Why I liked them? The shapes were messy, intricate and assembled in a way that had organization and places for the eye to move over details of rough terrains. There were peaks of color emerging in blues and light pinks that reminded me of hints of the earth and nature trying to emerge from these synthetic prefab forms. They were fake concrete and that’s just funny after looking at real concrete (which were also funny because they don’t really work as machines). My favorite piece was the little 1 foot black square hung high up on a wall in the back of the gallery. I noticed it last and then as I turned to leave then I saw other sculptures not on the ground, or the floor but off the pillars and hanging from the ceiling. I was beginning to feel immersed in this foam landscape, while simultaneously finding refuge in the thoughts of deep space dark matter and supernovas stimulated by the shape of a flat black square. Taking in the textures and colors, feeling so removed from nature in a warehouse concrete cube, for better or worse, I found my art moment.

Wow and now after writing that previous paragraph, I read Chip Shwartz’s review on the Knights Foundation site. It’s funnier that I think the sculptures are making the imagination or dream like world come to life while the show is called “Don’t be a Dreamer Mr. Me” (Mr. Mom? what??)  This is just getting too weird. I will end it this segment with two thoughts

Image that made me appreciate my tape and spackling: Some pressed patterns and textures in a wall piece by Alexi Kukuljevic. Photo by Chip Schwartz.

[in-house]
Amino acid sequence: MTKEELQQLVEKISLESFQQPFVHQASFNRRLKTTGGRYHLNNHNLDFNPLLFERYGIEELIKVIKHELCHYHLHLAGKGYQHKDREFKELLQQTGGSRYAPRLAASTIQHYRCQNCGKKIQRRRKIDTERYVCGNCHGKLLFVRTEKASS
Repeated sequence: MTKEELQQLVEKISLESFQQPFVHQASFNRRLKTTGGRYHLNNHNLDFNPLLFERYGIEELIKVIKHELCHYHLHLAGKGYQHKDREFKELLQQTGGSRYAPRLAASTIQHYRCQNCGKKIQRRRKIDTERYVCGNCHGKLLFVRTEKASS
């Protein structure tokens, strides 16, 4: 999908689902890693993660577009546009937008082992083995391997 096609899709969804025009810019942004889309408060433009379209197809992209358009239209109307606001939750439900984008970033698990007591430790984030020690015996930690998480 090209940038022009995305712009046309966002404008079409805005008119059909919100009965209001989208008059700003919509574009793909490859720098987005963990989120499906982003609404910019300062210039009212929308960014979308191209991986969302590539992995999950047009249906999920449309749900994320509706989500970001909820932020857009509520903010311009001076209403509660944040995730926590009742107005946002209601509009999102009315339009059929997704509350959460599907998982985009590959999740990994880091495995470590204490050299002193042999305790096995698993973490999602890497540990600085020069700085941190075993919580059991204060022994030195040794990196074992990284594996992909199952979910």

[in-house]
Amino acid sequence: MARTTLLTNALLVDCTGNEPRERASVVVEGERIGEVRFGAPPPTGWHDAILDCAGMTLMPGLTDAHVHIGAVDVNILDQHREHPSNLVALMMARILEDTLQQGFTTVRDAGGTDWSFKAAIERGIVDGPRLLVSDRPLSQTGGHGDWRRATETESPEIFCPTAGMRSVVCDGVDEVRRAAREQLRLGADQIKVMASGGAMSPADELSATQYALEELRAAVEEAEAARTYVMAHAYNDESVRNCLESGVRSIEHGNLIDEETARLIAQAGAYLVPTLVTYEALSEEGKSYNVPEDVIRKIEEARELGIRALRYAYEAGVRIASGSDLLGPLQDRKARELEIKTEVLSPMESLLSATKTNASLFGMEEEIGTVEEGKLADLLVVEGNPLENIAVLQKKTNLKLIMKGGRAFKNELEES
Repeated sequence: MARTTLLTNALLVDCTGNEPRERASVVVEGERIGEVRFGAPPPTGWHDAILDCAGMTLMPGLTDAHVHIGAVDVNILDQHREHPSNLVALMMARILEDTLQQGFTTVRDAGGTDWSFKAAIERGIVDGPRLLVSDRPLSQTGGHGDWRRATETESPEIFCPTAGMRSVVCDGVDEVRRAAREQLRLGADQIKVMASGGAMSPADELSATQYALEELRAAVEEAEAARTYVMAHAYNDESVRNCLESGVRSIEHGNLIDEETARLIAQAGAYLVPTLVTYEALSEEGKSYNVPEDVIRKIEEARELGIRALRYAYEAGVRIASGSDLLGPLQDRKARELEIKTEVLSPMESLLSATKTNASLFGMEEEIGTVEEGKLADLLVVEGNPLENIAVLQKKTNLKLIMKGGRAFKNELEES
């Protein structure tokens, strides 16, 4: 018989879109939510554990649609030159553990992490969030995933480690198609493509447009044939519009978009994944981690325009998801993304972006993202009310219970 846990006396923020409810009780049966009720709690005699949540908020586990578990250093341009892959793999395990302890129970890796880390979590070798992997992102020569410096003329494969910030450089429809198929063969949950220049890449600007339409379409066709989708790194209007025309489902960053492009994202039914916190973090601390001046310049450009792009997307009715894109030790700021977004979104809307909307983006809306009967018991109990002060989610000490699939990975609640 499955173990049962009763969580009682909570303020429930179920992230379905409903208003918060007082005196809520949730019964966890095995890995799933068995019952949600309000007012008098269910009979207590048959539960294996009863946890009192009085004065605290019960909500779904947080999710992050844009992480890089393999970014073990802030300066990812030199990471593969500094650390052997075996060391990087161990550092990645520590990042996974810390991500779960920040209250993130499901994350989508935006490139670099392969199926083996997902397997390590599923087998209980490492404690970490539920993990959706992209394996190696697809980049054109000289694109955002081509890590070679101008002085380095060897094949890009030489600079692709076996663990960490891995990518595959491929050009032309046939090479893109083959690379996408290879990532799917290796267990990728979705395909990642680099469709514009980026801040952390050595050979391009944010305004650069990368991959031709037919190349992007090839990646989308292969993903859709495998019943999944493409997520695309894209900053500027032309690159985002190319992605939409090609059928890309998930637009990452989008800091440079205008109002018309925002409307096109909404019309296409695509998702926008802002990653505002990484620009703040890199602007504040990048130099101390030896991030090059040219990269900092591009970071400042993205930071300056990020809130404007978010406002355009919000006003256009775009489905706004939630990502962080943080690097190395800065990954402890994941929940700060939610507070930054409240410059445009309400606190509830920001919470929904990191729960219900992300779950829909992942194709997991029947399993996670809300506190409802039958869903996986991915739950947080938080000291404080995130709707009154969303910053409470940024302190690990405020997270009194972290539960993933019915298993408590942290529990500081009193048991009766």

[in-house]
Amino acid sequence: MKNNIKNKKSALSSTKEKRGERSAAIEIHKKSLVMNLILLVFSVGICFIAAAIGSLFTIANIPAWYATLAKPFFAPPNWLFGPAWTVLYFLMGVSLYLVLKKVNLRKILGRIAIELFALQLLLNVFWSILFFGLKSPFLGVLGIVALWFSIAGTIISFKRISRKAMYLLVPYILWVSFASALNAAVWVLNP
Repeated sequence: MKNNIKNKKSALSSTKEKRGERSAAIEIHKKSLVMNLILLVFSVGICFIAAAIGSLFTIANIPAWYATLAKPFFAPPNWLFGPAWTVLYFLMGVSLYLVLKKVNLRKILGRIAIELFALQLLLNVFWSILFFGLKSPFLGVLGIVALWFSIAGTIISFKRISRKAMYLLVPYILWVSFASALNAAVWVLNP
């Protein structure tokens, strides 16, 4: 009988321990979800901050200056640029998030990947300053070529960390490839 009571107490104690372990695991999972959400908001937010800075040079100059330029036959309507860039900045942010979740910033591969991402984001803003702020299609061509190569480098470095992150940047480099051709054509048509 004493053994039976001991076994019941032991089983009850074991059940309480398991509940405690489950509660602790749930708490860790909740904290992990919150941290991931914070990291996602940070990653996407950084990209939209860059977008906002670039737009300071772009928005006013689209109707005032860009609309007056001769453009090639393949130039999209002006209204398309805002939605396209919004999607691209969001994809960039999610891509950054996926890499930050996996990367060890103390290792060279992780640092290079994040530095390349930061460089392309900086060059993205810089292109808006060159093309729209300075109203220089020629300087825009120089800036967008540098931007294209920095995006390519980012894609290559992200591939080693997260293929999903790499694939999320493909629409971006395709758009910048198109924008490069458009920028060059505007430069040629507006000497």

and the other, I had a mediocre experience at a Machete Group meeting once back in like 2009 and was left with a bad taste in reference to how it was run (they seemed to cut off the women who spoke at the meeting and ran it at a phd level for a nonphd audience) and despite this experience, I “liked” Alex Kukuljevic’s art work.

and bouncing back to ground…

my friends all wear size 6 shoe like me!

and over to Practice Gallery and into performance art with “Objects for Dance”
OBJECTS – Blaine Siegel DANCE – Jil Stifel with Maree ReMalia and objects and kinetic sculpture and interactions. this is too hard to talk about! How to describe a performative gesture and my experience! It was awkward? It was fun? I could have stayed longer? I wish I didn’t have a beer in my hand and heavy coat on so I could have played longer? I was literally roped in to the performance (damn I am enjoying art humor puns, are you with me??) so what I mean is there were two performance artists and a three tiered rope made of fabrics pieced together, with loops on each of the three ends and the other end coming together from a center point. The two performers, each with a loop around them, take the third loop to lasso another third performer in. Once in, the artists say things like switch and sort of change movements with the loops and keep moving slowly-ish, poised, intentional. I had no idea what i was doing, it was totally destabilizing and made me feel clumsy and probably embarrassing to even share this on a blog if you are still reading, but yet I found that all to be super fun, was surprisingly willing to take the risk and engage and so glad I participated. So yeah, bravo! Sometimes it’s only through the experience of the art that you start to understand what is happening and its ability to take on meaning.

Questions about the materiality of the concrete, styrofoam, human body, and the brunch that never happened and daily life of creating a livable home resonate as we continue to “work on the house” today.